Historians will be familiar with the challenges of researching an archive: sifting through a pile of dusty records, drawing a blank in a confusing catalogue, or scoring hundreds of hits searching an electronic database. With the help of an archive expert, however, the rewards outweigh the effort required.
When preparing for my presentation on English medical researcher Dr Annie Homer at the recent BSHM Congress in Edinburgh, I wanted to find out more about her time in Canada at the start of the First World War. In particular, she had served as the Assistant Director of the University of Toronto’s Antitoxin Laboratory, the forerunner of the Connaught Laboratories.
Extract from Antitoxin Laboratory Record of Diphtheria Antitoxin Refining, dated Sept 28th, 1914 [SPC Archives 83-006-01]
I contacted Dr Christopher Rutty, professional medical and public health historian, and consultant to Sanofi Pasteur Canada’s Connaught Campus in Toronto, where the original buildings and archive documents are preserved as part of the country’s medical heritage. By return e-mail, Chris sent me a copy of a lab notebook, which contained several pages written in Homer’s distinctive hand, revealing her work at the start of the war. The preservation of this “missing link” was a stroke of good fortune.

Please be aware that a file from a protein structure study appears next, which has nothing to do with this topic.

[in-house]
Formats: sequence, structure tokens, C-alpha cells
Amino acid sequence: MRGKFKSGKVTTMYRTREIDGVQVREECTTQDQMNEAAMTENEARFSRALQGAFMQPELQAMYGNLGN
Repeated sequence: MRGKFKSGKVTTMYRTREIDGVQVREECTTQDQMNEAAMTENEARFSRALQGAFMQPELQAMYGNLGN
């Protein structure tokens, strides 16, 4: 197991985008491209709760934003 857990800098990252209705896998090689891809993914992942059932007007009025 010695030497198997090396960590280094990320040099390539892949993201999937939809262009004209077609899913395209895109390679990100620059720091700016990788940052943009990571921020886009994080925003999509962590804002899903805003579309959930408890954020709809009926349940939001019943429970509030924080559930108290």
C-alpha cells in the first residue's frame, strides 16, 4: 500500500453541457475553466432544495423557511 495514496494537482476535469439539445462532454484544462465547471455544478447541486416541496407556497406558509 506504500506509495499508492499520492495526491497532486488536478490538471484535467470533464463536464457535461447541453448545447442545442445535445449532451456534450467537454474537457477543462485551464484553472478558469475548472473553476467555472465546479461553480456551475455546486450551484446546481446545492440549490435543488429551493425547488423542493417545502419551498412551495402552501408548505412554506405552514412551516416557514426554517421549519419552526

The Connaught Laboratories, University of Toronto, officially opened on Oct 25th, 1917 [SPC Archives 0591]
The Connaught Laboratories were established in 1917 to make up a shortfall of tetanus antitoxin needed by the Canadian Expeditionary Force, and became the site of pioneering advances in the production of vaccines, heparin and insulin. More information is available via The Legacy Project which can be viewed online at www.thelegacyproject.ca
Edward J Wawrzynczak